Mary Ann Louisa Allen was a Londoner who married in the capital 1886 and had two children who both died by 1911. She was widowed in 1928 and later lived in Goodmayes. In May 1943 she was an elderly patient at the 270-bed New Hall Emergency Hospital in Boreham and was fatally injured that month during the 'Chelmsford Blitz' when the hospital was struck by German bombs. She died the same day in the Chelmsford and Essex Hospital.
Mary was born in the City of London in 1862, the daughter of Joseph Allen and Martha Allen.
On Christmas Day 1886 she married Benjamin Poulter at Holy Trinity Church, Mile End in London. At the time she was aged 24, two years older than her husband, who had been born at the Tower of London. The couple were living at 14 Lansen Road in Bow.
The 1891 census found the couple living alone at & Hainault Road in Leyton. Benjamin was a civil servant. A decade later they were living at 195 Grange Road in Ilford, with Benjamin working as a transcriber in the civil service.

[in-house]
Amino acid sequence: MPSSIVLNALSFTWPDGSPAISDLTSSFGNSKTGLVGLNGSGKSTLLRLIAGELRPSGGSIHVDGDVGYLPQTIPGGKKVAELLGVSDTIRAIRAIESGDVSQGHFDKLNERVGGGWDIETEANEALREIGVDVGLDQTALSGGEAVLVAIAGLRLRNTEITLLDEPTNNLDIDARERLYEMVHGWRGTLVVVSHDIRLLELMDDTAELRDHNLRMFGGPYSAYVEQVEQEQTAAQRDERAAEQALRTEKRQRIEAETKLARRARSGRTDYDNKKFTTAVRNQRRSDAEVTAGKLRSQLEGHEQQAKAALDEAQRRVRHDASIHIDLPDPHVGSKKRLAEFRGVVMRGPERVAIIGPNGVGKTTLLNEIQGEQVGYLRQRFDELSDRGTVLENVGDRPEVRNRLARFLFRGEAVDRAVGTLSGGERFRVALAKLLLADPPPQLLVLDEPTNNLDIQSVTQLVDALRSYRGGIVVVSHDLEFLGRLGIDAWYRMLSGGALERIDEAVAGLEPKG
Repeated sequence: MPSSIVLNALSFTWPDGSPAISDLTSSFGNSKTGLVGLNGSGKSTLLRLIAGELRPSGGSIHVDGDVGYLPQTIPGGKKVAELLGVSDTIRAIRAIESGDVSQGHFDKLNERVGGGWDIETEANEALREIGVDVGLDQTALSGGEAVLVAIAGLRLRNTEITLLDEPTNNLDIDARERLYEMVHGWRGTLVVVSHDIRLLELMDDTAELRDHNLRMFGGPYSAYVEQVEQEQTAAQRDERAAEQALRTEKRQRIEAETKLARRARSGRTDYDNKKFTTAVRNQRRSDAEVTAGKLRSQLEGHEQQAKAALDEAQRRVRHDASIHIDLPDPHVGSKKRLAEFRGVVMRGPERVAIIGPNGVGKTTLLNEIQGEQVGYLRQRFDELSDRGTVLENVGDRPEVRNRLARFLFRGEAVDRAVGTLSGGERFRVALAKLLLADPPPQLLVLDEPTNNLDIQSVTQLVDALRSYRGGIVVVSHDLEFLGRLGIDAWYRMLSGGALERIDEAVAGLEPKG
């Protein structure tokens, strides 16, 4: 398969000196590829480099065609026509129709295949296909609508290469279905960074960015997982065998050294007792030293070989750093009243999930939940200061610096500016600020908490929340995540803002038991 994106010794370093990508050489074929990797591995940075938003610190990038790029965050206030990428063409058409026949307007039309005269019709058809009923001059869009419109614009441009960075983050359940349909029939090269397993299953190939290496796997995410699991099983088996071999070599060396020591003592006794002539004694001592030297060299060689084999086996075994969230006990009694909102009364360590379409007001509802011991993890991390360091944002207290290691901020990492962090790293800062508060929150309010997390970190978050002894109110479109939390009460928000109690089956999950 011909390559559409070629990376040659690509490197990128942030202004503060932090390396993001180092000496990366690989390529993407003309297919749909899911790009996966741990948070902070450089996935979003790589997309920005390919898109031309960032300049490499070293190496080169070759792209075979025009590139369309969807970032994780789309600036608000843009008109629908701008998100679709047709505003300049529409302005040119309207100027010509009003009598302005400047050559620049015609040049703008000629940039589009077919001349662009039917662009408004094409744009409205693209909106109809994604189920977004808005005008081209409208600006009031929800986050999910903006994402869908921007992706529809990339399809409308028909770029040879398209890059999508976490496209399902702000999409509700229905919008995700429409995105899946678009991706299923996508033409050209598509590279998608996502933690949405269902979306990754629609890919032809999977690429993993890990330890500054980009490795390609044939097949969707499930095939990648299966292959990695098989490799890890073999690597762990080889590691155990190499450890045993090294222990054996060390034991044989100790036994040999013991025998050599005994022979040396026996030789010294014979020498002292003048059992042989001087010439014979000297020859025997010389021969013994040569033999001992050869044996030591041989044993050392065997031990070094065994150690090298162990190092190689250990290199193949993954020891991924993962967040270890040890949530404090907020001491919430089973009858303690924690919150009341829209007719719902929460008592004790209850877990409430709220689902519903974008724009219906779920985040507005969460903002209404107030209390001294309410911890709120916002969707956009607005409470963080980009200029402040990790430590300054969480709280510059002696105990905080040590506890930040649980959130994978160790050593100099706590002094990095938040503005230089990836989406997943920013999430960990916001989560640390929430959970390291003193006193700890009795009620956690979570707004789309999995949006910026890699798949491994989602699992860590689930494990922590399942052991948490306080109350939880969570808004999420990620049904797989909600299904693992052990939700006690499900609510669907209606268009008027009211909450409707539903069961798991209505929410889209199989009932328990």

Mary Ann Louisa POULTER (nee ALLEN), Civilian
Fatally injured in an air raid at Boreham, died at Chelmsford & Essex Hospital. Aged 81
The couple had two children, both of whom were dead when the 1911 census took place. That found Mary and her husband at 102 Balfour Road in Ilford. He was employed as a clerk in the Public Record's Office in Chancery Lane, London.
The couple were still living at 102 Balfour Road when Mary's husband died on 19th August 1928, leaving her an estate of £2,978 1s. 11d. Mary subsequently lived at 6 Abbotsford Road in Goodmayes.
By May 1943 she was a patient at New Hall Emergency Hospital in Boreham. The hospital had been set up there in the summer of 1940 when elderly patients were transferred there from Suttons Institution at Hornchurch after the latter's requisition by the Air Ministry.
On 14th May 1943 Chelmsford suffered its heaviest German air raid of the war. During the raid the 270 bed New Hall Emergency Hospital was targeted and two high explosive bombs scored direct hits on the building and caused at least eleven fatalities. Seven died at the hospital, four others died later, among them was 81 year-old Mary who succumbed to her injuries later in the day at the Chelmsford and Essex Hospital. The picture shows New Hall in September 1943 with evidence of the bomb damage yet to be repaired.